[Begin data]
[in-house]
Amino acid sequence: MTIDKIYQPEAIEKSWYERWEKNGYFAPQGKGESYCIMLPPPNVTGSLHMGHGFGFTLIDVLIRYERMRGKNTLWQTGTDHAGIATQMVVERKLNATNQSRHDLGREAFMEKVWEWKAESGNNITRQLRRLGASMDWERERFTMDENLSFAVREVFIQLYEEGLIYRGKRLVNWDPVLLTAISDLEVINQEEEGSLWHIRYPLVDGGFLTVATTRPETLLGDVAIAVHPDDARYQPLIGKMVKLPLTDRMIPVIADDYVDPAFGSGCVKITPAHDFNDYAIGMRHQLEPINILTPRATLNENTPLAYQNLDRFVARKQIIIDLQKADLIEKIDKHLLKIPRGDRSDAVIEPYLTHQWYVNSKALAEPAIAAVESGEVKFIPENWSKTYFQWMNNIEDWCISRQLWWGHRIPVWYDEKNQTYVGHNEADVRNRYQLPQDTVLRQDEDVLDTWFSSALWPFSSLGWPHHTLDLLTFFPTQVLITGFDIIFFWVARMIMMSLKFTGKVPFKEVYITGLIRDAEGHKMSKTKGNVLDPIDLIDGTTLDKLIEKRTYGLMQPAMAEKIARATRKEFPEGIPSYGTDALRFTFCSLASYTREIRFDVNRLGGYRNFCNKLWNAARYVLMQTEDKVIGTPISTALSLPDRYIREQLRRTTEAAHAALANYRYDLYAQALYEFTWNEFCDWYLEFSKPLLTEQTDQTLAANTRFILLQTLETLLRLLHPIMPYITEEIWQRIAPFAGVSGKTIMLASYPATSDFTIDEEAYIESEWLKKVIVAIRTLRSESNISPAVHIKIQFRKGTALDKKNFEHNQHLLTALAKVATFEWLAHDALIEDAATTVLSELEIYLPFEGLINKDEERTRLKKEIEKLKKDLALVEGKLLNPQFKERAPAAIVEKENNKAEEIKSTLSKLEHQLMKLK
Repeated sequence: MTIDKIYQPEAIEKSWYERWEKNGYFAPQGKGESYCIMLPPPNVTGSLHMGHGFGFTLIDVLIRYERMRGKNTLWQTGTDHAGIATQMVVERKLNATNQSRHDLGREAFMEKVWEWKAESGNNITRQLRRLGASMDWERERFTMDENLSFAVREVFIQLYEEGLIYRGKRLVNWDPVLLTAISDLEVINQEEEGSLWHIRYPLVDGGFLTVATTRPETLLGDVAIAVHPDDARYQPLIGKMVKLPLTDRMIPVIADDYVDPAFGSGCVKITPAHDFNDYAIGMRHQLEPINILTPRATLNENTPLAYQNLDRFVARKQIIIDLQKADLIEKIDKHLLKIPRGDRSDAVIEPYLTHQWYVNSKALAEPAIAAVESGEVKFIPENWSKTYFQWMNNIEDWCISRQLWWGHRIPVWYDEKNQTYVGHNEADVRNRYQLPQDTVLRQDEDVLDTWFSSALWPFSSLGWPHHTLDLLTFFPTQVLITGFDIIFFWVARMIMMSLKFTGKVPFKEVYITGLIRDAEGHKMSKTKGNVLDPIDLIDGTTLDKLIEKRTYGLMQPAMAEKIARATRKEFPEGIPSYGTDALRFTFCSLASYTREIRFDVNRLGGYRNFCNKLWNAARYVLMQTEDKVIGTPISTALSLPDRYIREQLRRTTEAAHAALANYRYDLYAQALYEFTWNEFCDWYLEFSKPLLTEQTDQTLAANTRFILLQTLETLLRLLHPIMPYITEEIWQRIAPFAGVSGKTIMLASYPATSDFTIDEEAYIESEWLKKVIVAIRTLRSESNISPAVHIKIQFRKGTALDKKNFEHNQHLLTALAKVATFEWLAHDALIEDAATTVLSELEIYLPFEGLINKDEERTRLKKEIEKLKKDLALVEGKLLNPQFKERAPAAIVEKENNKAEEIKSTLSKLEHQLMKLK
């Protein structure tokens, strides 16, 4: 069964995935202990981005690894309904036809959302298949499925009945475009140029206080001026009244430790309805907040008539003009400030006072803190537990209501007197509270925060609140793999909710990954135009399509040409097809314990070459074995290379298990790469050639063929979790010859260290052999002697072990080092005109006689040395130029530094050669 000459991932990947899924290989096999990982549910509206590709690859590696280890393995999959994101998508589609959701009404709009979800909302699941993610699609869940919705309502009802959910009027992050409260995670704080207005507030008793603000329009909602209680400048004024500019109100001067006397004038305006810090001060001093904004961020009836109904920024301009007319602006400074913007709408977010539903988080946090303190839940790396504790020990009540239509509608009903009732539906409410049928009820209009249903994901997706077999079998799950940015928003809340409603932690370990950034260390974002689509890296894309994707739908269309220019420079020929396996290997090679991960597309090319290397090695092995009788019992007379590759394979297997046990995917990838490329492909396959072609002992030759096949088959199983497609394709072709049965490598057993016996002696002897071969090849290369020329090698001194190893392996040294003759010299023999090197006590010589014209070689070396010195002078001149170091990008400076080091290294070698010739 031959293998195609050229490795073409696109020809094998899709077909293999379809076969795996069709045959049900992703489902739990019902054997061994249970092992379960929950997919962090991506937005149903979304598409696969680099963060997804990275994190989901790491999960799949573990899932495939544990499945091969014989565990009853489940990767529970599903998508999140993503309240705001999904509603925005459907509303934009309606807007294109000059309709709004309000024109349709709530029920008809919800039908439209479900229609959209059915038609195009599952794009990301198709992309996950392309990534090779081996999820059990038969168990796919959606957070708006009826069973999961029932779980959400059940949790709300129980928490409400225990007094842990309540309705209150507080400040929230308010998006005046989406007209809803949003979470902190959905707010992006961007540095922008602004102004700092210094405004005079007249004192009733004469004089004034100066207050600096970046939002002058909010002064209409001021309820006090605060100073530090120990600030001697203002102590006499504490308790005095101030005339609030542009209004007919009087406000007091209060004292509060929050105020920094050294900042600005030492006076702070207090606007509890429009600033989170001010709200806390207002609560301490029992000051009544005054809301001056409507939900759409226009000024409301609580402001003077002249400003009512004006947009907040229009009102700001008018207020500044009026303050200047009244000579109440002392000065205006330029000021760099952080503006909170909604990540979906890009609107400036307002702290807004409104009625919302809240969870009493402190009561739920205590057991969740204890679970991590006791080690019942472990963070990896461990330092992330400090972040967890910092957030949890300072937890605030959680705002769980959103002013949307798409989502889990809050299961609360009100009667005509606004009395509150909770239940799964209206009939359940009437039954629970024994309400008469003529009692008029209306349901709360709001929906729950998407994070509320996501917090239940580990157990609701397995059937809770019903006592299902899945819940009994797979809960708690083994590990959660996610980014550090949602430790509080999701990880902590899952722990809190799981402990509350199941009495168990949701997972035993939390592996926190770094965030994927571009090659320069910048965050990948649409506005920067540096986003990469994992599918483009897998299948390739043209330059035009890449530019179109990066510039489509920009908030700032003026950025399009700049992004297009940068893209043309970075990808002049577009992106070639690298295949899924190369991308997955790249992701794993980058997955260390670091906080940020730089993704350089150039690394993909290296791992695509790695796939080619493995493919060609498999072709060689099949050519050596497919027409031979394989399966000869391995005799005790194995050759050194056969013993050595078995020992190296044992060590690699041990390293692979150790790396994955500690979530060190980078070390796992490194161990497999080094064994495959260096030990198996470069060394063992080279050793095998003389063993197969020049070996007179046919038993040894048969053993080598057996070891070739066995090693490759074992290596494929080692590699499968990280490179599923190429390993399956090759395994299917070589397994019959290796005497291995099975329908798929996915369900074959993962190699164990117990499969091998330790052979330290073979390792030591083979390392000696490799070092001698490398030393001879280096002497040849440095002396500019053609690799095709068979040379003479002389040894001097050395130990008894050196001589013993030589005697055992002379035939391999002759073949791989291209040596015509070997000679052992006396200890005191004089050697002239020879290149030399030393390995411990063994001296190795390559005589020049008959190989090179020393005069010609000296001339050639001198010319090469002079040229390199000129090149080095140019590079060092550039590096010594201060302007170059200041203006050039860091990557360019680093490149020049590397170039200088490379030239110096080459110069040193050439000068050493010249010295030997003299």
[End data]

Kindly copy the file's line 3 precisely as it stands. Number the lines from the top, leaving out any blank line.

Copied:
Repeated sequence: MTIDKIYQPEAIEKSWYERWEKNGYFAPQGKGESYCIMLPPPNVTGSLHMGHGFGFTLIDVLIRYERMRGKNTLWQTGTDHAGIATQMVVERKLNATNQSRHDLGREAFMEKVWEWKAESGNNITRQLRRLGASMDWERERFTMDENLSFAVREVFIQLYEEGLIYRGKRLVNWDPVLLTAISDLEVINQEEEGSLWHIRYPLVDGGFLTVATTRPETLLGDVAIAVHPDDARYQPLIGKMVKLPLTDRMIPVIADDYVDPAFGSGCVKITPAHDFNDYAIGMRHQLEPINILTPRATLNENTPLAYQNLDRFVARKQIIIDLQKADLIEKIDKHLLKIPRGDRSDAVIEPYLTHQWYVNSKALAEPAIAAVESGEVKFIPENWSKTYFQWMNNIEDWCISRQLWWGHRIPVWYDEKNQTYVGHNEADVRNRYQLPQDTVLRQDEDVLDTWFSSALWPFSSLGWPHHTLDLLTFFPTQVLITGFDIIFFWVARMIMMSLKFTGKVPFKEVYITGLIRDAEGHKMSKTKGNVLDPIDLIDGTTLDKLIEKRTYGLMQPAMAEKIARATRKEFPEGIPSYGTDALRFTFCSLASYTREIRFDVNRLGGYRNFCNKLWNAARYVLMQTEDKVIGTPISTALSLPDRYIREQLRRTTEAAHAALANYRYDLYAQALYEFTWNEFCDWYLEFSKPLLTEQTDQTLAANTRFILLQTLETLLRLLHPIMPYITEEIWQRIAPFAGVSGKTIMLASYPATSDFTIDEEAYIESEWLKKVIVAIRTLRSESNISPAVHIKIQFRKGTALDKKNFEHNQHLLTALAKVATFEWLAHDALIEDAATTVLSELEIYLPFEGLINKDEERTRLKKEIEKLKKDLALVEGKLLNPQFKERAPAAIVEKENNKAEEIKSTLSKLEHQLMKLK